My new Locus column is "It's Time to Short Surveillance and Go Long on Freedom," which starts by observing that Barack Obama's legacy includes a beautifully operationalized, professional and terrifying surveillance apparatus, which Donald Trump inherits as he assumes office and makes ready to make good on his promise to deport millions of Americans and place Muslims under continuous surveillance.
But Trump supporters shouldn't get too happy about this: after all, the billions Trump will pour into expanding America's surveillance apparatus will be inherited by his successor — who may well be a Democrat who uses it for their own political ends.
The expansion of surveillance in the Trump era will create more and more people with direct experience of the perils of mass surveillance — and thus a larger audience for tools, products and services to help them safeguard their privacy. Privacy and surveillance are classic public health problems: because the downsides are so distant from the activity, it's hard for us to make good judgments about when and how we should trade our privacy away. This is the same pattern that makes smoking so hard to combat.
Just as with smoking, surveillance will eventually reach the point of "peak indifference" — when the number of people who want to do something only goes up and up. That moment has already passed, and the Trump years will only accelerate the opposition to surveillance.
How can you short the surveillance economy and go long on technological freedom? Personally, you can peruse the easy-to-follow ''Surveillance Self Defense'' documentation maintained (in 11 languages!) by the Electronic Frontier Foundation (https://ssd.eff.org), and get your friends to do the same (remember, privacy is a team sport – it doesn't matter if you keep your messages secure if your correspondents leave them in plain sight).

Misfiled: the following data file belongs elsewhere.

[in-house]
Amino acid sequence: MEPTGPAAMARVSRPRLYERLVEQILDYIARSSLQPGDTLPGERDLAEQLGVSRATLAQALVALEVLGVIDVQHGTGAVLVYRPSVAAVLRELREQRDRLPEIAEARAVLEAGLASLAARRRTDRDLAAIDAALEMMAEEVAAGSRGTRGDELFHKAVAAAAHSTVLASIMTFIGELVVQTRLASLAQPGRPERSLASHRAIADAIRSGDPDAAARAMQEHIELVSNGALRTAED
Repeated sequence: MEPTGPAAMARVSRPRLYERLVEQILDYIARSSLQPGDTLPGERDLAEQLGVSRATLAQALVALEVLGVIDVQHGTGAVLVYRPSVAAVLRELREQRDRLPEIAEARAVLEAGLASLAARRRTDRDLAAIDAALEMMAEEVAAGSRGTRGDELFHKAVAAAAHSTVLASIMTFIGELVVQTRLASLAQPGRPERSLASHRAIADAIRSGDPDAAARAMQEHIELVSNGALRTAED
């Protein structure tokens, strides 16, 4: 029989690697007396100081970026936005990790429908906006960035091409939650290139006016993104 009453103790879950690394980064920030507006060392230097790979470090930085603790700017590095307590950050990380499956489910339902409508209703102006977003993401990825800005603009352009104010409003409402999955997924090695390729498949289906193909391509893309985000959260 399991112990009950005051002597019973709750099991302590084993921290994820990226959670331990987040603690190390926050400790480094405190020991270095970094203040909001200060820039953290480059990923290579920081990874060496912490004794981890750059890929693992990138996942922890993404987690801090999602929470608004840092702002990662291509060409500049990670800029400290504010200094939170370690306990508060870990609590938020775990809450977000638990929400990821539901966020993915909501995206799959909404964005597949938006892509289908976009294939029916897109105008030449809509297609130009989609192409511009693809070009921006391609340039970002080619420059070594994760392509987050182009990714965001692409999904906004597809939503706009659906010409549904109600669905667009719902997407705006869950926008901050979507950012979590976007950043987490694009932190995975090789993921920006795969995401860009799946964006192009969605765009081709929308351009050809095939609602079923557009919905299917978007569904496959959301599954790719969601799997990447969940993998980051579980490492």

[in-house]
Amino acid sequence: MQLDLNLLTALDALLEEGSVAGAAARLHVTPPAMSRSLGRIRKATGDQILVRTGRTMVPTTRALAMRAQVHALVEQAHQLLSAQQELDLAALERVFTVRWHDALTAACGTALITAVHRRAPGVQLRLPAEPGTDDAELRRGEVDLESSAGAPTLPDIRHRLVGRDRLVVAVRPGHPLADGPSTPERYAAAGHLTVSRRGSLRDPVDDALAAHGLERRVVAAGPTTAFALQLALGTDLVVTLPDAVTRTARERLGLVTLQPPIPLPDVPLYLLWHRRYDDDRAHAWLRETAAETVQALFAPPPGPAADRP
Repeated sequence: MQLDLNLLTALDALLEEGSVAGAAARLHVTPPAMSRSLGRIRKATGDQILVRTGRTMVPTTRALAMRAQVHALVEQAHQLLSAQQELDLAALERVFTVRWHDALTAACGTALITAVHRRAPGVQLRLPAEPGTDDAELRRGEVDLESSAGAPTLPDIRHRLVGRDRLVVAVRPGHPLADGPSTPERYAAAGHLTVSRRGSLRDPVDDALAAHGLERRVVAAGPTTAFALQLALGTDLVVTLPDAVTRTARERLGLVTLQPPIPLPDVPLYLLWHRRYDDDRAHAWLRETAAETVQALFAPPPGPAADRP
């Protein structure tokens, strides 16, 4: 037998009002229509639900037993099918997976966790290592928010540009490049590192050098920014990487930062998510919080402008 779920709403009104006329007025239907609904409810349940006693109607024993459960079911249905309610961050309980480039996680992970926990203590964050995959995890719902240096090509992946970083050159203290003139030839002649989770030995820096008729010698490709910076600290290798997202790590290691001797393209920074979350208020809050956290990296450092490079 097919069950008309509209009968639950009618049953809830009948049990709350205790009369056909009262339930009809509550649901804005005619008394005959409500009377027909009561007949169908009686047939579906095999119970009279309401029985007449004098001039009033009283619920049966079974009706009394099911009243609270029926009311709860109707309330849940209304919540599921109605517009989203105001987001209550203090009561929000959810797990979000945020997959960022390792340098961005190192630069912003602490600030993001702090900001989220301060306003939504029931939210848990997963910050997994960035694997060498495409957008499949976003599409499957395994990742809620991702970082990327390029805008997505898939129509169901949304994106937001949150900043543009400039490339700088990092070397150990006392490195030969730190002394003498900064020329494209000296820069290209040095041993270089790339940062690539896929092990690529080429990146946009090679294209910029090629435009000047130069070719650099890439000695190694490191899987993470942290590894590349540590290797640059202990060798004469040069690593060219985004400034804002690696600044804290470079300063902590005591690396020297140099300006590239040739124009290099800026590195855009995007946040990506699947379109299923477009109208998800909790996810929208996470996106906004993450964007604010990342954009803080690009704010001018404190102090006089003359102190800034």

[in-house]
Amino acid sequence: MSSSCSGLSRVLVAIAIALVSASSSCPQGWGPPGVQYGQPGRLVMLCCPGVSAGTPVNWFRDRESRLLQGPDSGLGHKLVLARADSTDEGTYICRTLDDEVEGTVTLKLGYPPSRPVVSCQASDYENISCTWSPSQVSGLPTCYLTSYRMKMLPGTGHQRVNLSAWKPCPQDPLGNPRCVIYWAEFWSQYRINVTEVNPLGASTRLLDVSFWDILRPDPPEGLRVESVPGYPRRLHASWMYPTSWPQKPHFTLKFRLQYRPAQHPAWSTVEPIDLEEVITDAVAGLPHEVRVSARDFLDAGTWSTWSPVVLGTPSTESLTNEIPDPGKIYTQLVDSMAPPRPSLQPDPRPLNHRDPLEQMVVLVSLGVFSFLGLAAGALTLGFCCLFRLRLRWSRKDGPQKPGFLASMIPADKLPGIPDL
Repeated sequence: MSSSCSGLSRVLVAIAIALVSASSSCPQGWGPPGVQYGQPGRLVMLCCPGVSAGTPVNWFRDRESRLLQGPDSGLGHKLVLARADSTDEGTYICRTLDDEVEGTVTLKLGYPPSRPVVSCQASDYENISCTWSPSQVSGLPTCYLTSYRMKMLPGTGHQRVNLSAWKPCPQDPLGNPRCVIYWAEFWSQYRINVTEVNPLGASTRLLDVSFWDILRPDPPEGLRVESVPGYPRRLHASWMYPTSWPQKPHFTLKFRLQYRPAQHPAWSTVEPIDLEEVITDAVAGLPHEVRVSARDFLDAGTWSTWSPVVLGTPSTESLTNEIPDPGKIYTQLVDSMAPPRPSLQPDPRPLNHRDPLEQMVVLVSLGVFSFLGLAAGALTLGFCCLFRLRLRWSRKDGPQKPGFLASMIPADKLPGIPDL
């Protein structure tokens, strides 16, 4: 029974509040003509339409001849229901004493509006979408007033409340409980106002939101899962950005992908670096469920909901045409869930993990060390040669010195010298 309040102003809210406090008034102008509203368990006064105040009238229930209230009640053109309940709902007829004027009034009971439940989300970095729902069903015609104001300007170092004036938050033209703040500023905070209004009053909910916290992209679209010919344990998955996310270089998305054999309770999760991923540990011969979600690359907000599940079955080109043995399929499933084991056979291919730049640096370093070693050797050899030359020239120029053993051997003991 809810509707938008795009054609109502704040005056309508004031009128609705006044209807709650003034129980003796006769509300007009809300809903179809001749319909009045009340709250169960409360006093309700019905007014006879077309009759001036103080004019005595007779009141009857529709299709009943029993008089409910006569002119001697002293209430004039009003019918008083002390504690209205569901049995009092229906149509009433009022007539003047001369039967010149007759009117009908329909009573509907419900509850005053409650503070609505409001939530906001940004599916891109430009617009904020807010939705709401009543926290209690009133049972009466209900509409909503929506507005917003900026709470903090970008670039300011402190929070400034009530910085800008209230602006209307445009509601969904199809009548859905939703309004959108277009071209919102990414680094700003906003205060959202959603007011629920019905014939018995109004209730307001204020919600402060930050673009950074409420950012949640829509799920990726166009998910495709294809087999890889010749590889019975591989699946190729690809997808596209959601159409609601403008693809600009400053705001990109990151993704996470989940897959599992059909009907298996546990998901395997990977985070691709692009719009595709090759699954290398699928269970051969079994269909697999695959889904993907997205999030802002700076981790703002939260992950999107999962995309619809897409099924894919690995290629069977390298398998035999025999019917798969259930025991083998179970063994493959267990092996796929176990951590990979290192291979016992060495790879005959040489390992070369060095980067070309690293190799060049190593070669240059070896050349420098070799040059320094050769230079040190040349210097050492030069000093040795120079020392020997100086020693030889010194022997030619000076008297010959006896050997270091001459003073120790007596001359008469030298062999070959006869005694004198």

But if you're minded to think about new businesses and business models, get thinking about how you might offer services to protect people from the backdoored, hyper-invasive Internet of Things. What about a Facebook login tool that scrapes all your feeds by clicking everything and downloading it all, then letting you choose what you see without letting Facebook know, depriving Facebook of information about the choices you make and the places you are when you make them? That'll get you sued by Facebook under the Computer Fraud and Abuse Act, but who knows, maybe a peak-indifference judge will find in your favor. Facebook has a lot of users who like the utility of hanging out with their friends and will increasingly be terrified of the consequences of hemorrhaging their data directly into Mark Zuckerberg's remorseless, gaping maw.
Think of how you could jailbreak Philips lightbulbs and HP printers and ''smart'' TVs and games consoles and cable boxes and load them with software that treats your personal data as if it was precious lifeblood, not the consequence-free exhalations of your digital metabolism. That'll get you sued under Section 1201 of the Digital Millennium Copyright Act, and again, we'll have to see whether a peak-indifference judge will decide that's what Congress meant when they passed the DMCA in 1998. But that's what limited liability companies are for, right?
Most importantly, you short the surveillance economy by investing in the activist groups that are fighting to make it legally safe to command your devices to stop stabbing you in the back and start guarding your back. That's groups like the Electronic Frontier Foundation (eff.org; disclosure, I consult to, but don't earn money from, the EFF), the American Civil Liberties Union (ACLU), and many, many others.
We've got a rough four years ahead of us, and it's going to get a lot worse before it gets better. But the only thing that could make the privacy catastrophes of the coming years even worse is if we let them go to waste.
It's Time to Short Surveillance and Go Long on Freedom [Cory Doctorow/Locus Magazine]